I’ll admit I have a tendency to say things without thinking, but doesn’t everyone? Personally, I’ve found that that the only time I give serious thought in how I want to express myself is when I’m in a debate with someone and not angry yet. Otherwise, words normally just spew out, and I simply hope that they make sense.
My first week of class during my spring semester of sophomore year, I expressed myself terribly to my new professor. It was my introduction course to public relations; the course that made me realize I wanted to pursue PR as a career. The professor started off the first few lectures by asking the class of around 150 students what we thought PR was.
I like sitting in the first few rows in class. It helps me stay engaged, I can hear the professor better, and I gain more confidence to speak because I can’t see everyone behind me. By the fourth lecture when my professor asked us what we thought PR was, I thought to myself, “I’m smart; I have thoughts! I can contribute to this conversation!” in order to mentally prepare myself to speak in front of 150 peers. After my little mental pep talk, I was ready, and I raised my hand. The professor picked me, and I knew what interesting point I wanted to make about the PR industry. I wanted to point out how now word-of-mouth is viral. People don’t trust companies when they say they’re the best. People trust people. This is why people write recommendations for everything now, and that’s what drives people’s decisions.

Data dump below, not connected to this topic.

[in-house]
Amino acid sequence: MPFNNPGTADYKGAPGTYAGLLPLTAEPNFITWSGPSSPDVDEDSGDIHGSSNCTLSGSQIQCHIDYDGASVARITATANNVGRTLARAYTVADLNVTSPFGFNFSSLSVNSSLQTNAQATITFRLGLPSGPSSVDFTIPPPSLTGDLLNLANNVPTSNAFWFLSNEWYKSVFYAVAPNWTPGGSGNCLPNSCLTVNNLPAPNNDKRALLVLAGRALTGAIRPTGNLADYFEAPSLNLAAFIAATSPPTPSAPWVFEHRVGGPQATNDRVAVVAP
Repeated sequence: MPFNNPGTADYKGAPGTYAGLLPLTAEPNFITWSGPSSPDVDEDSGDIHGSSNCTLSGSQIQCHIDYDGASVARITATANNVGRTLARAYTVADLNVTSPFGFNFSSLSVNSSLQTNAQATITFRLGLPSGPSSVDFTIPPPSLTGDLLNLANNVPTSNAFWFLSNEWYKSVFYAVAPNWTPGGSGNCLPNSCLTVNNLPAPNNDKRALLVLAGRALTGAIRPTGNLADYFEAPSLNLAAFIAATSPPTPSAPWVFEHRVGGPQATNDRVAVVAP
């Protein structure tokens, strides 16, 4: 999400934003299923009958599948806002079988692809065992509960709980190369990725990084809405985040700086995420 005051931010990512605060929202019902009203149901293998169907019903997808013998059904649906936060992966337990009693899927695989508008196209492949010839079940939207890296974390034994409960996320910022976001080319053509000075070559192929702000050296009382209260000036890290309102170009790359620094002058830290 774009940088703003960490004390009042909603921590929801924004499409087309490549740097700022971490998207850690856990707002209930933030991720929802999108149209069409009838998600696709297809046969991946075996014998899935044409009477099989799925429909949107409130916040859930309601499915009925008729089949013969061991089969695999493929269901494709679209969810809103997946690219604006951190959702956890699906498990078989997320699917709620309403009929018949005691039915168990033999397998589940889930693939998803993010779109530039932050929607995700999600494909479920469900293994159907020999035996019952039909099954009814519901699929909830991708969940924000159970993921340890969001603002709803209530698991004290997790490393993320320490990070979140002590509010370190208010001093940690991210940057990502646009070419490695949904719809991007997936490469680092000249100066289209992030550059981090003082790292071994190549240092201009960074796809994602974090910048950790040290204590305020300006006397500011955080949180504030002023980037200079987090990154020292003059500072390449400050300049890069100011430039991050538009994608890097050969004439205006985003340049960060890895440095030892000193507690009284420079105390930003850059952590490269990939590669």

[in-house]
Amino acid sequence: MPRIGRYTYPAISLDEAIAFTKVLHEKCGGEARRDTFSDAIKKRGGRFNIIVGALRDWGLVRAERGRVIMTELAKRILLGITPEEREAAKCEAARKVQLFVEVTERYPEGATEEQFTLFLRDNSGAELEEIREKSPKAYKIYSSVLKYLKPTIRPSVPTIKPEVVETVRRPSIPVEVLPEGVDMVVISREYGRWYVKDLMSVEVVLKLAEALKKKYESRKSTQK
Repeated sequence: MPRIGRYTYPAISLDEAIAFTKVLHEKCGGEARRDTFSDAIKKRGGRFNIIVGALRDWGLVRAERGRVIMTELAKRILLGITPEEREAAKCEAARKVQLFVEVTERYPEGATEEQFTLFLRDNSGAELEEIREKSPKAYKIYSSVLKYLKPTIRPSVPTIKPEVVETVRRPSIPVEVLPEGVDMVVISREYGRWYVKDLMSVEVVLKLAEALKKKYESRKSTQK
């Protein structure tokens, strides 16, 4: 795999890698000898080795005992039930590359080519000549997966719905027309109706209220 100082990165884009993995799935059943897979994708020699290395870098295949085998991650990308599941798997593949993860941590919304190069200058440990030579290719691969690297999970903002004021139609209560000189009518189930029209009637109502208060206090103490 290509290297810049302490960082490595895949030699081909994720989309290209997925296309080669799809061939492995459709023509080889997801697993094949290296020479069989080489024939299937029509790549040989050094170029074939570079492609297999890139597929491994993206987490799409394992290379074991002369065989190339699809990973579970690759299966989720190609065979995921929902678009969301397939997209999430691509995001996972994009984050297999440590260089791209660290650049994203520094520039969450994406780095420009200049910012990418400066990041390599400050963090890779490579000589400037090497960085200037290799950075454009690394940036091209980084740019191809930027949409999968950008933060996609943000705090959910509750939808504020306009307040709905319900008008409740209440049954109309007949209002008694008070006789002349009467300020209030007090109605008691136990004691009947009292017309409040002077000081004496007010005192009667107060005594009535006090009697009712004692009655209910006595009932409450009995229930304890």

I guess subconsciously I had been really bothered by a bad joke that the professor kept making each lecture. He would joke about how he was “the best looking professor” at our college constantly. The first time he said it, it was funny. The fifth time he said it I found it annoying. I have no idea why I said what I said, because it wasn’t even on my mind when I was planning my comment.
When he picked me, I gave a brief explanation about how this word-of-mouth process has become viral and than I said, “For example, I’m more likely to believe that you’re an attractive professor if I saw it on RateMyProfessor.com and you had a red chili pepper featured, than if you keep telling me yourself that you’re attractive.” Word vomit. I couldn’t believe I was saying this as I said it. I didn’t even know where it came from! I was mortified for the both of us.
The professor was taken aback, but handled the comment with grace. First, he complimented me on making a good observation on how the industry is changing, and then he said something that rightfully guilt-tripped me for saying that comment. He said, “As for the whole good-looking teacher thing, I joke about that because it’s actually my biggest insecurity.”
This is why people, including me, should really thoroughly think before we speak. I decided to go to his office hours and personally apologize and luckily he was actually a really cool guy! Sometimes the things I say make me want to smack myself in the head, but I also hear other people speak and take comfort in the fact that I’m not alone in saying stupid things sometimes. I don’t know if that’s a good thing or a bad thing, but it makes me feel better.